A View from Sierra County

Small town life and politics, lots of knitting, and travels with and without my five burros

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Location: In the Sierra Nevadas, United States

I blog about rural living and social issues, and the creativity that comes from knitting, as well as post random pictures of the Sierras and my burros. "In order to be an artist, one must be deeply rooted in the society" - Simone de Beauvoir


Sunday, July 02, 2006

Playing Catch-Up

This Sunday was spent trying to get a handle on just how huge my stash, list of WIPs and list of In the Queues (ITQ?) has grown. Then there was the list of items to get into the crafts co-op shop in the next few weeks, since tourist season is when the bulk of our sales take place. I was overwhelmed... however I did make some great progress in deciding where to go next. Which was to Ben Franklin, to purchase the rest of the supplies I need to finish my Knit Sock Kit Swap buddy's bag! I also picked up supplies to make DD a bag (she was helping with trim and handle choices) and another to put in the shop, as well as a pillow form for a pillow ready to go in the shop, and a set of those cute little sock-shaped point protectors to go with the Kit... yarn is on its way here and pattern is printed up and in a nice plastic sleeve. I'm sure glad something is getting done around here!

Wools I wound this afternoon: the handpainted blue/green/purple yarn that goes so well with the watermelon was my Dye-O-Rama gift from Bev, the light green is a cotton/rayon laceweight from Textiles a Mano, for a Lily of the Valley shawl that will be started later this month, and the sunset pinks and purples, from Plain and Fancy (no web address, sorry), will be socks, although a pair for DH will come between them and finishing my Trekking socks.

I also came up with some great items to contribute to a gathering of labeled yarns being collected as a benefit for Emma and her son Oliver; I read about this project on Susan's blog, where there is an address to mail off any yarns you decide to contribute. I was both heartened and dismayed to find that while there were full skeins in my stash I would be ok parting with, most did not have ball bands, as required.... heartened to see that much of what I have amassed comes from small producers, but dismayed that I had so little to contribute, and that several balls had been rolled up, then not put into use! I did decide that the four balls of Rowan Cork sent to me by accident by the vendor I got Rowan Calmer for CeCe from was better used in this way than languishing in my stash - it was a gift to me in the end, so I am gifting it further.

While busily winding those lovely balls, I reached my divorce point with my swift... it is a lovely wood item that I bought on Ebay, made by a craftsman who doesn't have a twit's idea what you use the thing for... I wanted a model that would sit on the table, rather than clamp on, and the two legs for this sit firmly on the table, with nice little rubber feet, and are solid, but it's all downhill from there. The two arms that the yarn drapes over are made to assemble and be held with a crafty turned peg, very pretty but totally worthless. The pegs that you adjust for skein size promise four different holes to put them in on each of the four directions will allow you to accomodate all kinds of sizes of skeins, but it isn't till you are in full swing that you realize the center peg wobbles off, the individual pegs on the arms can fly loose at any time, sending your skeing into tangles, and also require constant re-adjustment as the skein gets smaller.... it's time for an improved and saner version of ballwinding here at the old Camp and I am certainly open to suggestions!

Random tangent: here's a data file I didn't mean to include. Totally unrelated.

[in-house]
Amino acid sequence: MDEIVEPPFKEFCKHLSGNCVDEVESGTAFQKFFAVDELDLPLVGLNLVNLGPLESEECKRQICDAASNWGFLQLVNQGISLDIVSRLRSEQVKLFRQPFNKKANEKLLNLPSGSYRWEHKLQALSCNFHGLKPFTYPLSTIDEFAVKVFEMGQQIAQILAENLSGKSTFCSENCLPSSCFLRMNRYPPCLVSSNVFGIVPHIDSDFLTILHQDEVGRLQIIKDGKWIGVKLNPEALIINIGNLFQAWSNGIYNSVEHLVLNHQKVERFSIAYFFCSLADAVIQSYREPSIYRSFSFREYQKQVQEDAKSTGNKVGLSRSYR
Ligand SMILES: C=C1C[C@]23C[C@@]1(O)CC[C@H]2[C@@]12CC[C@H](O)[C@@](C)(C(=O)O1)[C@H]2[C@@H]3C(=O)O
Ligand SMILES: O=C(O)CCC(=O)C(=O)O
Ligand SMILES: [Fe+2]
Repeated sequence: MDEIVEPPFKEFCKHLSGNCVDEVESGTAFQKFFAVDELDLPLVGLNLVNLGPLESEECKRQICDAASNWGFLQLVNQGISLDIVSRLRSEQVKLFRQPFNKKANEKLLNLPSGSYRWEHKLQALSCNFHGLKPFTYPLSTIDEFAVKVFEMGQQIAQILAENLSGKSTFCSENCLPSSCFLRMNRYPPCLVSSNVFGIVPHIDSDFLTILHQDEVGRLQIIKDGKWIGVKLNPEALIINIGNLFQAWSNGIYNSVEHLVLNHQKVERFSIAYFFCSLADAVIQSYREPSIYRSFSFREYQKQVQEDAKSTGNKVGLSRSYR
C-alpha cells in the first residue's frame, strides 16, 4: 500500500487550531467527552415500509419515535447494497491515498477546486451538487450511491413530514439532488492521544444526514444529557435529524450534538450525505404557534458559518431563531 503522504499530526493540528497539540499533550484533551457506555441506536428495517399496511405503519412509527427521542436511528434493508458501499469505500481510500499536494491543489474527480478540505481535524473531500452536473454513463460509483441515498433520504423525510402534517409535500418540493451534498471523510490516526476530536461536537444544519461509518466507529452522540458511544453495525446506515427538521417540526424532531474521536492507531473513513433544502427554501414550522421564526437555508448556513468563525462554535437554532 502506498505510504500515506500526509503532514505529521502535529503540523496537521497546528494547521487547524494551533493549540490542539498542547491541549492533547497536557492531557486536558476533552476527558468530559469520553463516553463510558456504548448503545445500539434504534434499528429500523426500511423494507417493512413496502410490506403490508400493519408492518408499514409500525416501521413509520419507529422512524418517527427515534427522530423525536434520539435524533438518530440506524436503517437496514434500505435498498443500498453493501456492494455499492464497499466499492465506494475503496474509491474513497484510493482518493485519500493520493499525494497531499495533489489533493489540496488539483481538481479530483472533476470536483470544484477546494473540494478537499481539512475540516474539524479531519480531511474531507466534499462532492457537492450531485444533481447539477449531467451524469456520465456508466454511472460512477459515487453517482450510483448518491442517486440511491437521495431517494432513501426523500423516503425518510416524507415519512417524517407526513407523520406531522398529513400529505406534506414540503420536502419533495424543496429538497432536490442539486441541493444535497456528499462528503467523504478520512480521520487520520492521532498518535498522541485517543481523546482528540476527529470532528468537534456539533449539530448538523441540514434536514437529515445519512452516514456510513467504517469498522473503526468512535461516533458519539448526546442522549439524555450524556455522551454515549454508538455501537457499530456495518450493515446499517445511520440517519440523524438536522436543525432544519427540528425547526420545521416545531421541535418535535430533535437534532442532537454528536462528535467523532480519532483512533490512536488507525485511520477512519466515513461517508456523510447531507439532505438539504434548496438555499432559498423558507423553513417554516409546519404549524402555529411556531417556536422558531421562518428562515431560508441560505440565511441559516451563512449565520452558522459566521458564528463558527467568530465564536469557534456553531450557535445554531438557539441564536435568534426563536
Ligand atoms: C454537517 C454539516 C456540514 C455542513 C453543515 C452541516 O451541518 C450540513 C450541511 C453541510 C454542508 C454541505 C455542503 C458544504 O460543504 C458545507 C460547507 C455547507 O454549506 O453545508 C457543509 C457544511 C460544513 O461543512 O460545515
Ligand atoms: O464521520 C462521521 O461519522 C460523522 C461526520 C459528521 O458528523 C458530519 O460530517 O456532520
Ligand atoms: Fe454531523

Thanks for the Find of the Week go to Margene, who suggested that I might enjoy this book, especially since my gauge is so far off from everyone elses'.... I am in love, and can't wait to find the time to try several combinations. The charts are such an excellent help for someone like me, saving me the math of adjusting every single pattern I want to make. This could even warrant a future Product Review (anyone remember those? It's been awhile...).

For those of you NOT working tomorrow, I do truly hope you enjoy yourselves, and I will do my darndest not to be bitter.


Blogger margene said...

The SS book is so fun and it should help you make the correct size sock, too. I'll enjoy my hike for you, too. Have a great 4th, however!

5:03 AM  
Blogger Carole said...

I love that book, too. And I'm working today. Blech.

7:21 AM  
Blogger SheKnits said...

And this is why I haven't yet invested my money into a swift. Im scared of what you got.

I do hope that you find something that will work. I love the yarns you wound... and look forward to pics of finished projects!

7:49 AM  
Blogger Jennifer said...

I have a tabletop swift that I got from knittingzone.com. I think it's the only one they carry. I've been very happy with it.

8:02 AM  
Anonymous susan said...

I have the same tabletop swift that Jennifer described and I also got it at the Knitting Zone. It's nice and compact but the "arms" are a bit fragile. Still, I wouldn't trade it for any other I've seen. Although I also have a vintage metal swift that I almost never use. But it's cool looking and it folds up to fit in a surprisingly small box. Check eBay.

6:39 AM  

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